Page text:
Is your business having difficulty filing tax returns in multiple EU states? Tax systems across the EU vary greatly. This creates a lot of headaches for companies doing business in more than one EU country. This is because how taxable profits are calculated and the percentage rates applied to taxable profits differ vastly state to state. To manage these different tax systems businesses often have invest heavily in both time and monetary resources. These systems can even act as a deterrent for companies in doing business in some locations.
The EU Commission has put forward a proposal for a Common Consolidated Corporate Tax Base (CCCTB). This essentially involves a single set of rules for the calculation of taxable profits for corporate tax purposes across the EU. In addition, companies would be able to file one tax return in respect of all their EU business. The rules also allow for consolidation of profits and losses across the various jurisdictions i.e. the offset of profits and losses. The consolidated profit would then be apportioned to the various member states in which the company does business and taxed accordingly resulting in each member state receiving their share of the tax. The member state in which the majority of the company's business is done has the responsibility for co-ordinating the operation.
The intention is to reduce costs for such business in order to assist in the creation of jobs, the improvement of products and services and the reduction of prices for the consumer. It is also agued that this will reduce the risk of over-taxation.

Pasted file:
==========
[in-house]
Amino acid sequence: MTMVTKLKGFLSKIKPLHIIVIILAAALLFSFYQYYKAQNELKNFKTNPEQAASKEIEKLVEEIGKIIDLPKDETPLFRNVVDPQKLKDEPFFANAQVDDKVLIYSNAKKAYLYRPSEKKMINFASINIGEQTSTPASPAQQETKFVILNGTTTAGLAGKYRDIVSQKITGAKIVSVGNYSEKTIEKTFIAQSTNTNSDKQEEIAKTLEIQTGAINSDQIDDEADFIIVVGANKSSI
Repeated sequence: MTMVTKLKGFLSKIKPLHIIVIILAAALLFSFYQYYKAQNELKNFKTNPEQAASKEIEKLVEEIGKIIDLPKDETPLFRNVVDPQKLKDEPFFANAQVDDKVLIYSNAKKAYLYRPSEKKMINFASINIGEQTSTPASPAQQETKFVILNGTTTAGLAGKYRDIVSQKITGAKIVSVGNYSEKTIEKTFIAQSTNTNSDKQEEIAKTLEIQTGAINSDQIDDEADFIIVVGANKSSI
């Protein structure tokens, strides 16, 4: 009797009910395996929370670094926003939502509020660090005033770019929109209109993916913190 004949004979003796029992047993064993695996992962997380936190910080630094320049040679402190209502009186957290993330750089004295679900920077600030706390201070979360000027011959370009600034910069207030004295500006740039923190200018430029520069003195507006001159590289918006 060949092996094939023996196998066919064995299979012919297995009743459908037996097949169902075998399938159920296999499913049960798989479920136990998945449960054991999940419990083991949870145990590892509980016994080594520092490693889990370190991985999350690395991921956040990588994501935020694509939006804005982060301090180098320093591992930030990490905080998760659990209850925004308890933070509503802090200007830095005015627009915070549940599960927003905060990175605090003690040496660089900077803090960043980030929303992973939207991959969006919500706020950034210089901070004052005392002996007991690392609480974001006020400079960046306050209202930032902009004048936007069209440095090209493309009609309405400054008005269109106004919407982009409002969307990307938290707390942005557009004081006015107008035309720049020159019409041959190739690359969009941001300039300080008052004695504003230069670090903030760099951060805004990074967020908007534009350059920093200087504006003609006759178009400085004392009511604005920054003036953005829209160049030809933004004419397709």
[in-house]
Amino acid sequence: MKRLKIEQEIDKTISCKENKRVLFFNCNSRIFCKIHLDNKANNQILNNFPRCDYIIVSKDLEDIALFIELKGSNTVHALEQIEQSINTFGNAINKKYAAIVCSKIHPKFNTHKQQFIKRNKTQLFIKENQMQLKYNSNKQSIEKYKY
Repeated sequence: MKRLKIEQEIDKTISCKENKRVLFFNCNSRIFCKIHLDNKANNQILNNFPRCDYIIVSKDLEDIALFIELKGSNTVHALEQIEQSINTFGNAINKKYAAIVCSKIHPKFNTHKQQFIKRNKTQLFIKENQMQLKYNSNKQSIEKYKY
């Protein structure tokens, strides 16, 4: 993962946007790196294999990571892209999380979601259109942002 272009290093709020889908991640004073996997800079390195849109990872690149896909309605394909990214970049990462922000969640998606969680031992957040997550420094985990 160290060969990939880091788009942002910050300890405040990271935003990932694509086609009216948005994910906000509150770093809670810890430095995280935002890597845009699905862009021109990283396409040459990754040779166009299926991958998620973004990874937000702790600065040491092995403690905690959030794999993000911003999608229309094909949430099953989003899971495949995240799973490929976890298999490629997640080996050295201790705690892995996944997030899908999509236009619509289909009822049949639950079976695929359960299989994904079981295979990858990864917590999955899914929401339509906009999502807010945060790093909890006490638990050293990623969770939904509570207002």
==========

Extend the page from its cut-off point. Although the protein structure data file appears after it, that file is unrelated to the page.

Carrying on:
The CCCTB will not be compulsory and companies will be able to choose between this or the existing arrangement (if they opt for this system, however, it must be for a minimum of 5 years). Each country will still determine their own tax rate. It is hoped that the proposal will be adopted by the member states by 2013.
An impact assessment was carried out and according to this the CCCTB will result in a reduction of the tax base across the EU (including a reduction in Ireland's tax base). Furthermore, the European Commission have advised that it will result in a reduction in compliance costs, expansion costs etc.
It all sounds good, but the proposal has not been met by rounds of applause by all! In fact there appears to have been very little in the way of positive feedback in Ireland on the matter.
The Irish Taxation Institute has done some research on this matter and has concluded that compliance costs will actually increase as a result of CCCTB. They also determined that the tax administration costs would outweigh any benefits from the reduced need for transfer pricing. Furthermore, according to the Institute's research the effective tax rates for businesses will increase if the CCCTB is implemented!
Ibec has suggested that this is not likely to make Europe more attractive as an investment location as it will actually result in further complicating the corporate tax systems of Europe.
There is also a fear that down the line there will be a move towards a single tax rate across Europe and that this represents the first step towards this. There will undoubtedly be a lot more discussions regarding this over the coming weeks and we will provide further updates in this respect.